Another 0-Day Looms for Many Western Digital Users

Some of Western Digital’s MyCloud-based data storage devices. Image: WD.

Countless Western Digital customers saw their MyBook Live network storage drives remotely wiped in the past month thanks to a bug in a product line the company stopped supporting in 2015, as well as a previously unknown zero-day flaw. But there is a similarly serious zero-day flaw present in a much broader range of newer Western Digital MyCloud network storage devices that will remain unfixed for many customers who can’t or won’t upgrade to the latest operating system.

At issue is a remote code execution flaw residing in all Western Digital network attached storage (NAS) devices running MyCloud OS 3, an operating system the company only recently stopped supporting.

Researchers Radek Domanski and Pedro Ribeiro originally planned to present their findings at the Pwn2Own hacking competition in Tokyo last year. But just days before the event Western Digital released MyCloud OS 5, which eliminated the bug they found. That update effectively nullified their chances at competing in Pwn2Own, which requires exploits to work against the latest firmware or software supported by the targeted device.

Nevertheless, in February 2021, the duo published this detailed YouTube video, which documents how they discovered a chain of weaknesses that allows an attacker to remotely update a vulnerable device’s firmware with a malicious backdoor — using a low-privileged user account that has a blank password.

The researchers said Western Digital never responded to their reports. In a statement provided to KrebsOnSecurity, Western Digital said it received their report after Pwn2Own Tokyo 2020, but that at the time the vulnerability they reported had already been fixed by the release of My Cloud OS 5.

“The communication that came our way confirmed the research team involved planned to release details of the vulnerability and asked us to contact them with any questions,” Western Digital said. “We didn’t have any questions so we didn’t respond. Since then, we have updated our process and respond to every report in order to avoid any miscommunication like this again. We take reports from the security research community very seriously and conduct investigations as soon as we receive them.”

Western Digital ignored questions about whether the flaw found by Domanski and Ribeiro was ever addressed in OS 3. A statement published on its support site March 12, 2021 says the company will no longer provide further security updates to the MyCloud OS 3 firmware.

“We strongly encourage moving to the My Cloud OS5 firmware,” the statement reads. “If your device is not eligible for upgrade to My Cloud OS 5, we recommend that you upgrade to one of our other My Cloud offerings that support My Cloud OS 5. More information can be found here.” A list of MyCloud devices that can support OS 5 is here.

But according to Domanski, OS 5 is a complete rewrite of Western Digital’s core operating system, and as a result some of the more popular features and functionality built into OS3 are missing.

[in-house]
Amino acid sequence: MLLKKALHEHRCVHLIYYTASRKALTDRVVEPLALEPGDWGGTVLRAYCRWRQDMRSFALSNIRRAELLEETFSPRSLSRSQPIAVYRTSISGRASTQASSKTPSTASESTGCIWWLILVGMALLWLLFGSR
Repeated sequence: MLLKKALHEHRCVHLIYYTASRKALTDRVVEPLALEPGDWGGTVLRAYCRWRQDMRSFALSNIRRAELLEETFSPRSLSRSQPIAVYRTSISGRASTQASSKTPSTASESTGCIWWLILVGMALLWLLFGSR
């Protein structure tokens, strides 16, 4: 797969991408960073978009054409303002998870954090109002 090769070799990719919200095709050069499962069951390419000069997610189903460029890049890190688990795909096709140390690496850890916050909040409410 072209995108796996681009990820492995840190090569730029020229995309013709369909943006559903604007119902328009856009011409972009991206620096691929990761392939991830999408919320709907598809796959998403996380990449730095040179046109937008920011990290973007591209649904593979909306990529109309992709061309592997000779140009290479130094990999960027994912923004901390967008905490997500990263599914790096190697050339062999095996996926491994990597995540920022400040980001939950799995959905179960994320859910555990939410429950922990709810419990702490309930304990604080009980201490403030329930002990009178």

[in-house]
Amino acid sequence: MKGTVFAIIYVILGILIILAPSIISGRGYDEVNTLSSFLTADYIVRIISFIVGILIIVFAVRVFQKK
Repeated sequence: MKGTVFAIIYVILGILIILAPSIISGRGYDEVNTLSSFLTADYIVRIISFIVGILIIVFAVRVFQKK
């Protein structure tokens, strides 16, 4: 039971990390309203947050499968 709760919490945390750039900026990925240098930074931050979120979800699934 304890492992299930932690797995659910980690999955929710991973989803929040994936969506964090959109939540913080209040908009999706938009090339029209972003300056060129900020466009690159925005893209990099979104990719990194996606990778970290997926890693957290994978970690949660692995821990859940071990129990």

“It broke a lot of functionality,” Domanski said of OS 5. “So some users might not decide to migrate to OS 5.”

In recognition of this, the researchers have developed and released their own patch that fixes the vulnerabilities they found in OS 3 (the patch needs to be reapplied each time the device is rebooted). Western Digital said it is aware of third parties offering security patches for My Cloud OS 3.

“We have not evaluated any such patches and we are unable to provide any support for such patches,” the company stated.

A snippet from the video showing the researchers uploading their malicious firmware via a remote zero-day flaw in MyCloud OS 3.

Domanski said MyCloud users on OS 3 can virtually eliminate the threat from this attack by simply ensuring that the devices are not set up to be reachable remotely over the Internet. MyCloud devices make it super easy for customers to access their data remotely, but doing so also exposes them to attacks like last month’s that led to the mass-wipe of MyBook Live devices.

“Luckily for many users they don’t expose the interface to the Internet,” he said. “But looking at the number of posts on Western Digital’s support page related to OS3, I can assume the userbase is still considerable. It almost feels like Western Digital without any notice jumped to OS5, leaving all the users without support.”

Dan Goodin at Ars Technica has a fascinating deep dive on the other zero-day flaw that led to the mass attack last month on MyBook Live devices that Western Digital stopped supporting in 2015. In response to Goodin’s report, Western Digital acknowledged that the flaw was enabled by a Western Digital developer who removed code that required a valid user password before allowing factory resets to proceed.

Facing a backlash of angry customers, Western Digital also pledged to provide data recovery services to affected customers starting this month. “MyBook Live customers will also be eligible for a trade-in program so they can upgrade to MyCloud devices,” Goodin wrote. “A spokeswoman said the data recovery service will be free of charge.”

If attackers get around to exploiting this OS 3 bug, Western Digital might soon be paying for data recovery services and trade-ins for a whole lot more customers.

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